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A rational expectations model of financial contagion

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  • Laura E. Kodres
  • Matthew Pritsker

Abstract

We develop a multiple asset rational expectations model of asset prices to study the determinants of financial market contagion, and to provide an explanation for the pattern of contagion during the Asian financial crisis. Our findings show that the pattern and severity of financial contagion depends on the size of markets' sensitivities to common macroeconomic risk factors. The amount of information asymmetry within a financial market also increases its susceptibility to contagion. We focus on contagion through the cross-market hedging of macroeconomic risks. Through this channel, idiosyncratic shocks in one market are transmitted to others. Interestingly, contagion can occur between markets that have no macroeconomic risks in common. In addition, contagion occurs in the absence of any news, and before the macroeconomic risk factors are realized. Because contagion occurs through hedging, the pattern of contagion is strongly influenced by the presence or absence of derivatives markets for unbundling and hedging the macroeconomic risks. Errors in market participants' beliefs about dynamic hedging activity influence the pattern of contagion and, in some cases, strongly magnify the size of the contagious price responses.

Suggested Citation

  • Laura E. Kodres & Matthew Pritsker, 1998. "A rational expectations model of financial contagion," Finance and Economics Discussion Series 1998-48, Board of Governors of the Federal Reserve System (U.S.).
  • Handle: RePEc:fip:fedgfe:1998-48
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    References listed on IDEAS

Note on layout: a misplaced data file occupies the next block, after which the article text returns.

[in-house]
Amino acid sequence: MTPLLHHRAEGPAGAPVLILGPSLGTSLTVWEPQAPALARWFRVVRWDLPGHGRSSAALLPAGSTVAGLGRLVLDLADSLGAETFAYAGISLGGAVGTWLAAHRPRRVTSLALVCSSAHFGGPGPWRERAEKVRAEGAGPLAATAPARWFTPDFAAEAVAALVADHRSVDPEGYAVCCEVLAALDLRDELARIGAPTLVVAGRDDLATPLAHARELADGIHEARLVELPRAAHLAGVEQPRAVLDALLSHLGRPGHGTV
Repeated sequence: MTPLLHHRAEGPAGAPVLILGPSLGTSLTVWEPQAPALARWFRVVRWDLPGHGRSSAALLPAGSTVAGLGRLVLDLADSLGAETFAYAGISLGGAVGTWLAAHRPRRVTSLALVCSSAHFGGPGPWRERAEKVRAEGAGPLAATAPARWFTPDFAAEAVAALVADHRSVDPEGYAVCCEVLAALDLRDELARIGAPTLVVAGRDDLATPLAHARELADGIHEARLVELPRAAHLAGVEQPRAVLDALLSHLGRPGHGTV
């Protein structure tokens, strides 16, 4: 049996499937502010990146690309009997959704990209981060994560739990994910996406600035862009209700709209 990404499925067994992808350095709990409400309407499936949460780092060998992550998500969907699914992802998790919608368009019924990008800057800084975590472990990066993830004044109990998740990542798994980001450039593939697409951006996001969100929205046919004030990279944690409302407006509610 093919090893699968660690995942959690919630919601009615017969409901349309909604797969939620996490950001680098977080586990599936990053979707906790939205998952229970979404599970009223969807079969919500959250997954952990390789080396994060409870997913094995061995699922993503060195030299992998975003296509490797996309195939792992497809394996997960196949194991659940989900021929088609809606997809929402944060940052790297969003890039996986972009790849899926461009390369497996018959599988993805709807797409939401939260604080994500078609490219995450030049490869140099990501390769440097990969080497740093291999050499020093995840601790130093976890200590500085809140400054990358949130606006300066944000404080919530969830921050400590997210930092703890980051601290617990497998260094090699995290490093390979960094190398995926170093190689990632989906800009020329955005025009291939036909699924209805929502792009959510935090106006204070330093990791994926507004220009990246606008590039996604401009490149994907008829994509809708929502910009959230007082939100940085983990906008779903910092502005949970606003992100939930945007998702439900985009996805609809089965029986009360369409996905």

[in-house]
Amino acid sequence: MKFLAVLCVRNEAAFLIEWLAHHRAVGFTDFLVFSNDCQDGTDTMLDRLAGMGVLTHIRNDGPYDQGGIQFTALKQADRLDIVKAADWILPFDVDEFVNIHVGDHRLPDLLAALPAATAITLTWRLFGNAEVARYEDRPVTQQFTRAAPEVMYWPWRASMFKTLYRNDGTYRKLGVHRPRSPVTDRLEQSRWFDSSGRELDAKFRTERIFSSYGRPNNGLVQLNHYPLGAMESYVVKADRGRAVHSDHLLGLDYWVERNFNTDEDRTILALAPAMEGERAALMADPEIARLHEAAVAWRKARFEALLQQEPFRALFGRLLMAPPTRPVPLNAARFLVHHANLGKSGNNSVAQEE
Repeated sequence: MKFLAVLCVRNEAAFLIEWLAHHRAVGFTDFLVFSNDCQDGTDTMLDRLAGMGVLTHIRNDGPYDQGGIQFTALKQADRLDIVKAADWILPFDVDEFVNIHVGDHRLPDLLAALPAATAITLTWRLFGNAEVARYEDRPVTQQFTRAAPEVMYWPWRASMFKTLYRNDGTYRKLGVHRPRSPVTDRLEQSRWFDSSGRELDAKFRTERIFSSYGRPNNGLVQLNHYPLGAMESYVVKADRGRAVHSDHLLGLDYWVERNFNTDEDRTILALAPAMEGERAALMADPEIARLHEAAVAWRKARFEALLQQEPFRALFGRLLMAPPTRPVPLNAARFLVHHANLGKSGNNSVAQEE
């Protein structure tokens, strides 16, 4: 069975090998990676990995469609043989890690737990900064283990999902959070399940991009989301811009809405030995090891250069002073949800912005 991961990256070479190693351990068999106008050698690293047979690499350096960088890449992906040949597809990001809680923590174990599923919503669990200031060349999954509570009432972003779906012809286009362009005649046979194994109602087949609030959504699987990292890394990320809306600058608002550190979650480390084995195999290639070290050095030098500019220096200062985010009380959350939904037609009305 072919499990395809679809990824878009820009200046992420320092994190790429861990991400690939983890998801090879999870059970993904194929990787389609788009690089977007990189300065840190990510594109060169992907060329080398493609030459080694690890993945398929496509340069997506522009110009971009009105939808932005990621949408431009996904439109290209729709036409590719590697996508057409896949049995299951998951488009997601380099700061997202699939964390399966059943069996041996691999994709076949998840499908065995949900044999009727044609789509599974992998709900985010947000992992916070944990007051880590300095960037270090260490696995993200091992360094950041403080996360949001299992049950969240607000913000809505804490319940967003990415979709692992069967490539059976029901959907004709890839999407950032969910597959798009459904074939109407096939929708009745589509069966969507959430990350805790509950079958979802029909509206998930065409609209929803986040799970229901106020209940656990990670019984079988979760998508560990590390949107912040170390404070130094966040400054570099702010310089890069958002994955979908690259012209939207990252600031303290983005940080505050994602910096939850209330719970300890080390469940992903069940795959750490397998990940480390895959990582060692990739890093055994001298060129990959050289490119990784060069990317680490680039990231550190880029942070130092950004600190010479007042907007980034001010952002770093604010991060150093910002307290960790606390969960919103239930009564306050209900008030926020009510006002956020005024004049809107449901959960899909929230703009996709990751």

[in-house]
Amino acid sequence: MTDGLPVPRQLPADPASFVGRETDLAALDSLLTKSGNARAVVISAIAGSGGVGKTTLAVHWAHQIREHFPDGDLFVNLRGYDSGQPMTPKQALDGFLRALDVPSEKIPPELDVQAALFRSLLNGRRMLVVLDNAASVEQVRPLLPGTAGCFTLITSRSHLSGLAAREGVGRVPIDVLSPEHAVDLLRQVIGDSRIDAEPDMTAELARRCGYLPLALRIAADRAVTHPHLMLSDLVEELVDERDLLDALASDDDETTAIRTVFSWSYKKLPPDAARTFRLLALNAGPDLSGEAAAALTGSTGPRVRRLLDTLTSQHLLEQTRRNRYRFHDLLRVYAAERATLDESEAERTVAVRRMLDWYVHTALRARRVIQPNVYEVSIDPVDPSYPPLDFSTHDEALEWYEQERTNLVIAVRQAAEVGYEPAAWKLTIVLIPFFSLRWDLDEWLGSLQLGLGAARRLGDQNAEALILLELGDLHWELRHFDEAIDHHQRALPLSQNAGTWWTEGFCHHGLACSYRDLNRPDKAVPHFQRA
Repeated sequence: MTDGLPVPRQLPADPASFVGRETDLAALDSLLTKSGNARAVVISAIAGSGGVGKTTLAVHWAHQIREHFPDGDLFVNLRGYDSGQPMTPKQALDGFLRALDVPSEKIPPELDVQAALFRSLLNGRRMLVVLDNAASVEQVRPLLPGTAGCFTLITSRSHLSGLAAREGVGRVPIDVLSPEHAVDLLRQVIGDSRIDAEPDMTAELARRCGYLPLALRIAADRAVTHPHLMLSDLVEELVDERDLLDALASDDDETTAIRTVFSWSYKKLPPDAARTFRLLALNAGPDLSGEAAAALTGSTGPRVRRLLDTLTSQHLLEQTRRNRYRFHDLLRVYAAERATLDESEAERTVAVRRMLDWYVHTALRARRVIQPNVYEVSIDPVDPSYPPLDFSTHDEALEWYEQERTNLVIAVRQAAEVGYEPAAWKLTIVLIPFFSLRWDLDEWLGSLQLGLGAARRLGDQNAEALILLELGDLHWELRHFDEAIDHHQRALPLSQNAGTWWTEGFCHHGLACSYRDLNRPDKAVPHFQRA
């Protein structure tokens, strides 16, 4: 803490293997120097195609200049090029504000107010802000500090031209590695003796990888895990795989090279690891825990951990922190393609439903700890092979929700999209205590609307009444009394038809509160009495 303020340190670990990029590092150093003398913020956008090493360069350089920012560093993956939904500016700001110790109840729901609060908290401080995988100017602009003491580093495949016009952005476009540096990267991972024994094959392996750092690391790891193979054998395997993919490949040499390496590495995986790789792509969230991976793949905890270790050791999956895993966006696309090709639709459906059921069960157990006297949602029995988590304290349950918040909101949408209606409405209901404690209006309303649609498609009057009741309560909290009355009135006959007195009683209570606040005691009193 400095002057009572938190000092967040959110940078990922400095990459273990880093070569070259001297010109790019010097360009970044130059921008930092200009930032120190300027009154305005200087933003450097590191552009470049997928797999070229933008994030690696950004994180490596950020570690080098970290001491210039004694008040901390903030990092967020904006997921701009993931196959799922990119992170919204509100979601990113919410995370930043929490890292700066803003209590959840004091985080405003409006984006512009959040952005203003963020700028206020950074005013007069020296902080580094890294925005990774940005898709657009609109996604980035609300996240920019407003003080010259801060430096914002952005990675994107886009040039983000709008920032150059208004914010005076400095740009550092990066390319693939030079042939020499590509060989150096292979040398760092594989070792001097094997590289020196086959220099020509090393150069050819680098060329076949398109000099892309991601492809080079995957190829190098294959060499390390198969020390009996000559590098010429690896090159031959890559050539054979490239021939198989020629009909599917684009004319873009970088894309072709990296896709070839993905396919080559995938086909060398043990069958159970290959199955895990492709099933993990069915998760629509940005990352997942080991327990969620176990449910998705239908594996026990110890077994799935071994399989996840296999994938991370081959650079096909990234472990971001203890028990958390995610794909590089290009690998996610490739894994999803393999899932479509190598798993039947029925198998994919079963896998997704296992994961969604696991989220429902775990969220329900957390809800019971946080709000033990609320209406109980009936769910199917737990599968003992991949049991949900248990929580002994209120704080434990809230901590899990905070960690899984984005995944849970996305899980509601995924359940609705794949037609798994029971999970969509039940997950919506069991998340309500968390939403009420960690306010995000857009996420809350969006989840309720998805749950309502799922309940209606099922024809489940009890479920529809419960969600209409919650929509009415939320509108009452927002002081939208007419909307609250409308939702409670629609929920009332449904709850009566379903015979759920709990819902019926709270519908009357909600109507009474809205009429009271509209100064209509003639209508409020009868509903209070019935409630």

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    Cited by:

    1. Sanjiv Ranjan Das & Raman Uppal, 2004. "Systemic Risk and International Portfolio Choice," Journal of Finance, American Finance Association, vol. 59(6), pages 2809-2834, December.
    2. Martin D. D. Evans & Richard K. Lyons, 2017. "Are Different-Currency Assets Imperfect Substitutes?," World Scientific Book Chapters,in: Studies in Foreign Exchange Economics, chapter 10, pages 415-456 World Scientific Publishing Co. Pte. Ltd..
    3. Kaminsky, Graciela L. & Schmukler, Sergio L., 1999. "What triggers market jitters?: A chronicle of the Asian crisis," Journal of International Money and Finance, Elsevier, vol. 18(4), pages 537-560, August.
    4. Chul Park, Yung & Song, Chi-Young, 2001. "Institutional Investors, Trade Linkage, Macroeconomic Similarities, and Contagion of the Thai Crisis," Journal of the Japanese and International Economies, Elsevier, vol. 15(2), pages 199-224, June.
    5. Guillermo A. Calvo & Carmen M. Reinhart, 2000. "Fixing for Your Life," NBER Working Papers 8006, National Bureau of Economic Research, Inc.
    6. Kawai,Masahiro & Newfarmer,Richard S. & Schmukler,Sergio L., 2001. "Crisis and contagion in East Asia : nine lessons," Policy Research Working Paper Series 2610, The World Bank.
    7. Cipollini, A. & Kapetanios, G., 2009. "Forecasting financial crises and contagion in Asia using dynamic factor analysis," Journal of Empirical Finance, Elsevier, vol. 16(2), pages 188-200, March.
    8. Mehrez, Gil & Kaufmann, Daniel, 2000. "Transparency, liberalization, and banking crisis," Policy Research Working Paper Series 2286, The World Bank.
    9. Calvo, Guillermo A, 2001. "Capital Markets and the Exchange Rate with Special Reference to the Dollarization Debate in Latin America," Journal of Money, Credit and Banking, Blackwell Publishing, vol. 33(2), pages 312-334, May.
    10. Martin D. D. Evans & Richard K. Lyons, 2001. "Portfolio Balance, Price Impact, and Secret Intervention," NBER Working Papers 8356, National Bureau of Economic Research, Inc.
    11. Kaufmann, Daniel & Mehrez, Gil & Schmukler, Sergio L., 2005. "Predicting currency fluctuations and crises: Do resident firms have an informational advantage?," Journal of International Money and Finance, Elsevier, vol. 24(6), pages 1012-1029, October.
    12. Gil Mehrez & Daniel Kaufmann, 2003. "Transparency, Liberalization and Financial Crises," Finance 0308008, EconWPA.
    13. Mongi Gharsellaoui, 2013. "Subprime Crisis and Financial Contagion: Evidence from Tunisia," International Journal of Economics and Financial Issues, Econjournals, vol. 3(1), pages 153-162.
    14. Harrison Hong & Jeremy C. Stein, 1999. "Differences of Opinion, Rational Arbitrage and Market Crashes," NBER Working Papers 7376, National Bureau of Economic Research, Inc.

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